The U.S. military's ongoing conflict in Afghanistan is a movie Charlie Wilson has seen before, and he isn't thrilled with where the plot of this one is going.
"I think they're looking at us more and more like occupiers," he said.
[...] Out of Congress since 1997, Mr. Wilson is now 76 and two years removed from a heart transplant. Because of that, he has significantly reduced his public speaking schedule.
"I actually committed to this one a long time ago. I don't make so many anymore," he said during a recent phone interview from his home in Texas.
Most of his talk will center on Afghanistan, from his covert dealings there in the '80s to its present situation. No doubt he'll be comparing and contrasting the Soviets' experience to what the American military is going through now in its fight against the Taliban.
"I want to make them understand the dilemmas the (Obama) administration is under," Mr. Wilson said. "It's a very tough situation."
Mr. Wilson was better known for his hard partying ways - his nickname was Good Time Charlie - than for his policy credentials when he became deeply interested in Afghanistan a couple of years after the Soviets' 1979 invasion.
"I decided the Afghans were really going to put up a fight," he said. "Basically, I just wanted to embarrass the Soviets as much as possible. Then I got into it big time."
Using his seat on the House of Representatives Appropriations Subcommittee on Defense, he was able secure enough funds for the CIA to arm the mujahideen freedom fighters with automatic weapons and Stinger missiles.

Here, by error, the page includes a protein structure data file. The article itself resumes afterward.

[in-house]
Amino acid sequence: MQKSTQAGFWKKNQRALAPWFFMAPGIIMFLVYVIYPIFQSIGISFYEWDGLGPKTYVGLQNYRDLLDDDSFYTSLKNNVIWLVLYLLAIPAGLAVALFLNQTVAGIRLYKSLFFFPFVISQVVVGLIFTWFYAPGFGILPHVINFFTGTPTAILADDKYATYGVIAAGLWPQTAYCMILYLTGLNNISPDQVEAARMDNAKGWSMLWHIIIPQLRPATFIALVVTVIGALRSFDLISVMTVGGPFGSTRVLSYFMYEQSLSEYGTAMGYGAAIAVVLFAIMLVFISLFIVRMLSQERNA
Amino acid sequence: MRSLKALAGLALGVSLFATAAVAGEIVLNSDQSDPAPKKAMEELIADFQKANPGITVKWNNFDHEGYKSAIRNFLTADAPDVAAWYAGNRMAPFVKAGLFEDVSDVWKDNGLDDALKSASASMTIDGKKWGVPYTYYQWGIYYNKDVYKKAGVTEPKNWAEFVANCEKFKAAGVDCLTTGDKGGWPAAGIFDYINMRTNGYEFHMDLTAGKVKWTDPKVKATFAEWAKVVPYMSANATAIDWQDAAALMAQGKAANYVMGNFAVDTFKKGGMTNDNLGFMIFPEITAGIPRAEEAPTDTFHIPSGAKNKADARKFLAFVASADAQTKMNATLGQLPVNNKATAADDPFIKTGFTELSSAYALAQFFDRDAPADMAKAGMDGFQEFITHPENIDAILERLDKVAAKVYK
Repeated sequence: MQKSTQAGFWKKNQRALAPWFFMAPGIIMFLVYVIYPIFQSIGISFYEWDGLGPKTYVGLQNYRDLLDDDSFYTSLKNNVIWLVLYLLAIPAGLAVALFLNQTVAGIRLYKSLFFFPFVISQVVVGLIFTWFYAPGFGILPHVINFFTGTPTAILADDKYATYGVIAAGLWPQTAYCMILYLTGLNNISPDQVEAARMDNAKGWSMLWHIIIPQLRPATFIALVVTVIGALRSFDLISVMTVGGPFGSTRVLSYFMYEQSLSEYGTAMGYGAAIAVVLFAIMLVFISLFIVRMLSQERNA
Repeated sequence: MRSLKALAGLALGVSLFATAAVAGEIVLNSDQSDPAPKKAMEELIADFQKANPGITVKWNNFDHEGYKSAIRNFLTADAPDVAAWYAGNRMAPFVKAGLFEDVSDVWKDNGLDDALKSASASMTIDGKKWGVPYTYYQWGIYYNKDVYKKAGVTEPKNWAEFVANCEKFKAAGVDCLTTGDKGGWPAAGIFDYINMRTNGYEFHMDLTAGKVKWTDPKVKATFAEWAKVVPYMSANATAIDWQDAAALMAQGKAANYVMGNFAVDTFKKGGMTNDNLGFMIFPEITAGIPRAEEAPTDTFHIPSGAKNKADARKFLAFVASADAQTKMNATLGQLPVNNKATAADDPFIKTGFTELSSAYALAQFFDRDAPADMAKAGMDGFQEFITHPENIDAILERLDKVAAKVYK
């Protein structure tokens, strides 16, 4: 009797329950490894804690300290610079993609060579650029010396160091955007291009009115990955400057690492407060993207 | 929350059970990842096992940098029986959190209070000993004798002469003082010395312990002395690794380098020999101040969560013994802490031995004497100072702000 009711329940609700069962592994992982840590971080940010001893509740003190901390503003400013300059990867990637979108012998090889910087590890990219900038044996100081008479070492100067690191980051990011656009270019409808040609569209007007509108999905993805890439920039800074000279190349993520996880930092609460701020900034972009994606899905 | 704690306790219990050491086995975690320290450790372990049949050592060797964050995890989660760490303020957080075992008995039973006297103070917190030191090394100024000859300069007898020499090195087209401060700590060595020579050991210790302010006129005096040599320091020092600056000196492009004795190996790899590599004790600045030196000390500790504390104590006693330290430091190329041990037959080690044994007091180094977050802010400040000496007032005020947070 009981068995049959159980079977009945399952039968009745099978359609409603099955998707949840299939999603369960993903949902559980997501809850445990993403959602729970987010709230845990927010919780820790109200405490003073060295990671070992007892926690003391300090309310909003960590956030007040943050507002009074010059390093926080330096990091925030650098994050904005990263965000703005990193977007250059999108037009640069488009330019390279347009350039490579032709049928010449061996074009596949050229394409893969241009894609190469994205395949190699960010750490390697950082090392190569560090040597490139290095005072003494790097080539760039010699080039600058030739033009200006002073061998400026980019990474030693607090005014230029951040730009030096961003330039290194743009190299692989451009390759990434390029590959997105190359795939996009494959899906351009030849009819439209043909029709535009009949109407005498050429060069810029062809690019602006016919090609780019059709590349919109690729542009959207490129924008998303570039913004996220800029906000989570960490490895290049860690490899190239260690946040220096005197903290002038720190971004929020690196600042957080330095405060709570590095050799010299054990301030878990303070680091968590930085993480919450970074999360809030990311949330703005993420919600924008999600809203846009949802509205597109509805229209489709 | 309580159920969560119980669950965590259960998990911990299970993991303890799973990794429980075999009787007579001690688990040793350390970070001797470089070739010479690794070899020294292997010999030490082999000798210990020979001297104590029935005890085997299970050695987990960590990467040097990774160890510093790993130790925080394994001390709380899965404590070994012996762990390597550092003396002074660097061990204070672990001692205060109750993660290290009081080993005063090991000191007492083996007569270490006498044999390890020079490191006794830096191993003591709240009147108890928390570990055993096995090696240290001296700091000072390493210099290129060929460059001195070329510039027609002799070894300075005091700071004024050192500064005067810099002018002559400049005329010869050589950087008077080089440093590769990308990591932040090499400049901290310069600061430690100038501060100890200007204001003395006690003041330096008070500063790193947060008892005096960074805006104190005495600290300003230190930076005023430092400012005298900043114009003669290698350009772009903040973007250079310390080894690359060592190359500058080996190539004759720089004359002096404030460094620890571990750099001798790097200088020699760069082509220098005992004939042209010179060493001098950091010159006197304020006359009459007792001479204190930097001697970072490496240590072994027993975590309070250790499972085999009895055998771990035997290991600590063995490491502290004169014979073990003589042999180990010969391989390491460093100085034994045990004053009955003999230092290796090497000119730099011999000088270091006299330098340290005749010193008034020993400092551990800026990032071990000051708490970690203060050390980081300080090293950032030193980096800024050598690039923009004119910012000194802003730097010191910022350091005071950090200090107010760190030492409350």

"It was harder than it sounds," Mr. Wilson said. "We had to buy Russian-made weapons. We had to deal with Poland and Romania. That was all pretty intricate."
The weapons paid off for the Islamic fighters, and the Soviets withdrew from Afghanistan in 1989. Mr. Wilson's efforts were documented by author George Crile in the book "Charlie Wilson's War," which was adapted into the 2007 movie starring Tom Hanks as Mr. Wilson.
Of course, the story didn't end with the withdrawal. Mr. Wilson believes that the United States' failure to invest in Afghanistan's recovery following the war led in large part to the ascension of the Taliban, who provided a refuge for Osama bin Ladin, who had fought with the mujahideen against the Soviets, and Al Qaeda in the years leading up to the Sept. 11, 2001, terrorist attacks.
"We (screwed) up the end game," Mr. Wilson said. "It would have been very easy and done for a minuscule amount of money. We should have done the basic things for a backward country that's trying to come out of (a war) and have a reasonable hope of economic success."
As President Obama considers whether to send tens of thousands of more troops to Afghanistan, Mr. Wilson worries that the war could become "another Vietnam."
"It's probably best to make a calculated withdrawal," he said. "If I were the president, I'm not sure what I'd do. I'd probably shut it down, rather than lose a lot of soldiers and treasure."
He says this as someone who knows as well as anyone just how fierce and tenacious the Afghan fighters are.
"I'd rather take on a chainsaw," Mr. Wilson said. "They're the world's best foot soldiers, best warriors. And they're fearless.
"They're fearless, and they've got nothing to lose. And they have a pretty serious hatred for those who try to occupy their country."